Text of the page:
King Xiao of Zhou or King Hsiao of Chou was the eighth king of the Chinese Zhou Dynasty.

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King Xuan of Zhou

King Xuan of Zhou was the eleventh king of the Chinese Zhou Dynasty.

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King Yi of Zhou (Jian)

King Yì of Zhou was the seventh king of the Chinese Zhou Dynasty.

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King Yi of Zhou (Xie)

King Yi of Zhou was the ninth king of the Chinese Zhou Dynasty.

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King You of Zhou

King You of Zhou (795–771 BC) was the eleventh king of the Chinese Zhou Dynasty and the last of Western Zhou Dynasty.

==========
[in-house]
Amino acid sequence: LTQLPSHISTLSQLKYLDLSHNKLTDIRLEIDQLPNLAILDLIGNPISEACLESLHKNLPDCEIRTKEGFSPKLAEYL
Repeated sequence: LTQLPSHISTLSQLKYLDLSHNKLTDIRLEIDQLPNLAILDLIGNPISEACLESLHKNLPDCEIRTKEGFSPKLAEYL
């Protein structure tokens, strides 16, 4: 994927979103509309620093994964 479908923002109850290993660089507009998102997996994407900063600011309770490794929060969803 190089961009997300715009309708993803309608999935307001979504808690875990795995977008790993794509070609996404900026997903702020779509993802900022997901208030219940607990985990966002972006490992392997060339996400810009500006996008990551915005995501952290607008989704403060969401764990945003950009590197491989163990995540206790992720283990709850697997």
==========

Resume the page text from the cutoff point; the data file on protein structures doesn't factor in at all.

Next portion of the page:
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King Yuan of Zhou

King Yuan of Zhou was the twenty-seventh king of the Chinese Zhou Dynasty and the fifteenth of Eastern Zhou.

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King Zhao of Zhou

King Zhao of Zhou, personal name Jī Xiá, was the fourth king of the Chinese Zhou dynasty.

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King Zhending of Zhou

King Zhending of Zhou, or King Chenting of Chou, was the twenty-eighth king of the Chinese Zhou Dynasty and the sixteenth of Eastern Zhou.

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King Zhou of Shang

King Zhou was the pejorative posthumous name given to Di Xin, the last king of the Shang dynasty of ancient China.

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King Zhuang of Chu

King Zhuang of Chu (reigned 613-591 BC) was a monarch of the Zhou Dynasty State of Chu during the Spring and Autumn period in ancient China.

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King Zhuang of Zhou

King Zhuang of Zhou (died 682 BC) or King Chuang of Chou was the fifteenth king of the Chinese Zhou Dynasty and the third of Eastern Zhou.